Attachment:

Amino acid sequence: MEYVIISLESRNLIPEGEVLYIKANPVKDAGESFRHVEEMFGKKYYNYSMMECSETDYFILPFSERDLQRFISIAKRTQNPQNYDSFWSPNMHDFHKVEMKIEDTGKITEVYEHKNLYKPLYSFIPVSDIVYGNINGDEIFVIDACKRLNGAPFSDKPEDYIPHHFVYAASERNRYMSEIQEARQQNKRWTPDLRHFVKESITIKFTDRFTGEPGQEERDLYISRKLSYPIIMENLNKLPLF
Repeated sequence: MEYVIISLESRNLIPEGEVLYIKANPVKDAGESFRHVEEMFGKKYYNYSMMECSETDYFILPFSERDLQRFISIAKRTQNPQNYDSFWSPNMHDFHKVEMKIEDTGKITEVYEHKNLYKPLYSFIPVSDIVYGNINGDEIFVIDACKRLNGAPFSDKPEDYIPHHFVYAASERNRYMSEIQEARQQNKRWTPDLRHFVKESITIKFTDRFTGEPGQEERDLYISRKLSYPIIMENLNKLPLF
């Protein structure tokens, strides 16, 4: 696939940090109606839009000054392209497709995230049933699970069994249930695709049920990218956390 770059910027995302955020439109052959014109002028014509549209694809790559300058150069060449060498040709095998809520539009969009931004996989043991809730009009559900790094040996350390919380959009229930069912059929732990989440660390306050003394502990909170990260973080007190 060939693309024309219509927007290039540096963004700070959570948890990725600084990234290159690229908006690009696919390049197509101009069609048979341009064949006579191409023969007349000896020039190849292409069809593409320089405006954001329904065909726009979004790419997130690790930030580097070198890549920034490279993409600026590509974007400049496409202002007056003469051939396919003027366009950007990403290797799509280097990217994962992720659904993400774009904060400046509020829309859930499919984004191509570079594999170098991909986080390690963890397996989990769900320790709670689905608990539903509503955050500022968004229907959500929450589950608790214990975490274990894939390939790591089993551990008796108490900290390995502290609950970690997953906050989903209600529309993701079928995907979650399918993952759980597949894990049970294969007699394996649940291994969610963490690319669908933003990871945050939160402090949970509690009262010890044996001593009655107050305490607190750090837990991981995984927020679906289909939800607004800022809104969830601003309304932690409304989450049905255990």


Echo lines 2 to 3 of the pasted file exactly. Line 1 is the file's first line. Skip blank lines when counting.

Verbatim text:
Repeated sequence: MEYVIISLESRNLIPEGEVLYIKANPVKDAGESFRHVEEMFGKKYYNYSMMECSETDYFILPFSERDLQRFISIAKRTQNPQNYDSFWSPNMHDFHKVEMKIEDTGKITEVYEHKNLYKPLYSFIPVSDIVYGNINGDEIFVIDACKRLNGAPFSDKPEDYIPHHFVYAASERNRYMSEIQEARQQNKRWTPDLRHFVKESITIKFTDRFTGEPGQEERDLYISRKLSYPIIMENLNKLPLF
């Protein structure tokens, strides 16, 4: 696939940090109606839009000054392209497709995230049933699970069994249930695709049920990218956390 770059910027995302955020439109052959014109002028014509549209694809790559300058150069060449060498040709095998809520539009969009931004996989043991809730009009559900790094040996350390919380959009229930069912059929732990989440660390306050003394502990909170990260973080007190 060939693309024309219509927007290039540096963004700070959570948890990725600084990234290159690229908006690009696919390049197509101009069609048979341009064949006579191409023969007349000896020039190849292409069809593409320089405006954001329904065909726009979004790419997130690790930030580097070198890549920034490279993409600026590509974007400049496409202002007056003469051939396919003027366009950007990403290797799509280097990217994962992720659904993400774009904060400046509020829309859930499919984004191509570079594999170098991909986080390690963890397996989990769900320790709670689905608990539903509503955050500022968004229907959500929450589950608790214990975490274990894939390939790591089993551990008796108490900290390995502290609950970690997953906050989903209600529309993701079928995907979650399918993952759980597949894990049970294969007699394996649940291994969610963490690319669908933003990871945050939160402090949970509690009262010890044996001593009655107050305490607190750090837990991981995984927020679906289909939800607004800022809104969830601003309304932690409304989450049905255990």